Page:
economic consequences
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Gabriel A. Giménez Roche, assistant professor of economics at NEOMA Business School, discusses what economic consequences we can expect as a result of the COVID-19 pandemic

After the current coronavirus crisis with its quarantines and other shutdowns of global economic activity, what can we expect as consequences? Could we face a crisis similar to that of 2008, or even worse? Is the fall in the stock market a sign of the coming recession or a reaction of hysteria in the face of the virus?

Cash flow

Firstly, to understand the relationship between the current COVID-19 crisis, stock markets and real economic activity, we need to understand the logic of cash flow. Companies need long-term funds in order to initiate their projects and short-term funds to undertake their regular operations during an annual exercise. For a healthy company, if the financial capital can sufficiently come from internal funds, like the contribution of equity from its shareholders and founders, as well as from external funds, like debt, operational capital or cash must come regularly from the net revenues of its activity.

Obviously, sometimes a company has to go into debt in the short term due to a shortage of cash, but for a healthy business, this is punctual and involves very short-term debt, often a few weeks to a few months. A business that is unable to generate positive cash flow on a sustained basis is one that will be unable to meet its long-term obligations and will, therefore, have to close its doors.

Therefore, it is clear that it is corporate cash flows that form the foundations of the entire global economy. If this liquidity circulates, the whole system is doing well. Of course, sometimes this liquidity concentrates more on certain players than on others, which explains the existence of financial markets, where promises of repayment will be exchanged for liquidity. Some of these assets are more liquid, that is, can be more easily sold than others. In any case, the more liquidity circulates in an economy, the more liquid the markets for securities are, which makes it easier for businesses and investors holding such assets to obtain liquidity if needed.

Unfortunately, the COVID-19 crisis caused by the coronavirus pandemic has resulted in a more or less great halt in productive activity and therefore in the commercial operations of companies. They are therefore unable to generate cash flow, which then leads them to liquidate their assets to meet their obligations. However, this cessation in liquidity circulation occurs massively which then puts in check the very liquidity of the financial markets, which then find it difficult to provide liquidity to companies. Those players with liquidity surpluses do not let go of their funds, while those with liquidity deficits default on their liabilities with all the consequences that this can have on the real economy: rising unemployment, lower consumption and reconsolidation of projects.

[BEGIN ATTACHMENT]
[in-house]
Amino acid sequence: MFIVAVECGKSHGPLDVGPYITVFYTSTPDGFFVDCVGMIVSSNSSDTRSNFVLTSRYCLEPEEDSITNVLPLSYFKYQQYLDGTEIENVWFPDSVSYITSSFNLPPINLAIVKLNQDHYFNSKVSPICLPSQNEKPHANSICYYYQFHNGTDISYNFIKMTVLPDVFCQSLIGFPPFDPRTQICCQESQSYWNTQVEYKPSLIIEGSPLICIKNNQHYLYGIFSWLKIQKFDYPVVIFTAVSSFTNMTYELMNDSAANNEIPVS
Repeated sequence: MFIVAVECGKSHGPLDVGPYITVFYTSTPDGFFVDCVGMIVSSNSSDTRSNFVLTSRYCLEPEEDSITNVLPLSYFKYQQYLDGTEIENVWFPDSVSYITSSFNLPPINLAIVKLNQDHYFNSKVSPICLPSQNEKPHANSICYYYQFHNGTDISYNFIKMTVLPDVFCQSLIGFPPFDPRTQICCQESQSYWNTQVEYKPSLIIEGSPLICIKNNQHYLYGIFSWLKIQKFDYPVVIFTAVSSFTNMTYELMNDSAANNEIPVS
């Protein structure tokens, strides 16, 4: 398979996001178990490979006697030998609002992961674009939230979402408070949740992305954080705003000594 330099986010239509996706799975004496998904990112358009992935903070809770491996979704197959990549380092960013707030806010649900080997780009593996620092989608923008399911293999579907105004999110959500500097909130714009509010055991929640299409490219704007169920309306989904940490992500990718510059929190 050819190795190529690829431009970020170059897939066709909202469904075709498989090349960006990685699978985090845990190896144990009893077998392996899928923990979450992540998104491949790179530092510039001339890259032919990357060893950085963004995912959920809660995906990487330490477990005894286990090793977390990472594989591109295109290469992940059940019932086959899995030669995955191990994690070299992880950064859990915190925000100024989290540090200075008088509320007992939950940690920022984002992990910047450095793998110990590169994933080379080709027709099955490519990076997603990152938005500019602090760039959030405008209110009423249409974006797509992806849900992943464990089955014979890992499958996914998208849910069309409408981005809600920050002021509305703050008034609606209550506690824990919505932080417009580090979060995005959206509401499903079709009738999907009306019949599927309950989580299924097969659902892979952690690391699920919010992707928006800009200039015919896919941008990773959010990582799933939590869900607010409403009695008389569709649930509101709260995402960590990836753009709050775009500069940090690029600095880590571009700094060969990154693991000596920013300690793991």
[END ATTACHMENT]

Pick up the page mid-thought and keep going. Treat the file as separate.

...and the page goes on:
What does this mean for the economy?

The first and inevitable consequence will be a recession. Because even if activity resumes after the end of the health crisis, the prolonged lack of activity will cause a significant cut in the generation and circulation of cash flows that will not be remedied just by a resumption of operations. Given the situation, banks will drastically reduce their credit supply, which will pose a problem for a rapid recovery in investment.

Central banks around the world know this and have already announced their commitment to inject liquidity into the markets, but this injection is for the moment blind, since it remains to be determined which sectors will need it most when the time comes. In addition, the announced injections may prove to be insufficient, as the magnitude of the coming economic recession will largely depend on the duration and reach of the current health crisis.

No matter what measures are taken at the dawn of the coming recession, there will be long periods of economic turmoil. Nevertheless, it is obvious that exceptional measures, never seen since the 19th century, are to be expected. This may involve company rescues and injections of liquidity that will be done in urgency and, therefore, the targeting criteria will not be optimal, thus resulting in distortions, where companies previously in bad condition receive too much funds while companies in good condition receive little funds.

As well as this, we may see more or less temporary nationalizations, both partial and full, of companies, in particular those “too-big-to-fail,” like airline companies, utilities, etc. As a result, the level of public and private debt will make an increase in interest rates even more distant, which neutralizes a banking tool for controlling debtors’ risk.

If the worst is avoided however there is the potential that the economy will restart with much more liquidity available than before (provided by desperate central banks), which will allow banks to revive credit from a base that is far too high than todays. If credit restarts on an even higher basis than the current one, the rise in prices of financial and real estate assets will resume, as well as debt for education and consumption. This may lead to further inequalities in wealth which will therefore tend to widen thanks to the rescue intervention but not thanks to the “market”.

But can the worst consequences and structural distortions be avoided? Yes, if a government takes advantage of the subsidy from central banks to rebalance its budget, reform its taxation, soften its bureaucracy and adopt strict rules of budget responsibility. All this tends to reduce public debt and therefore the incentive to revive bank credit too quickly. But this solution, at least in Europe, requires a level of supranational concertation that is unthinkable for the moment.


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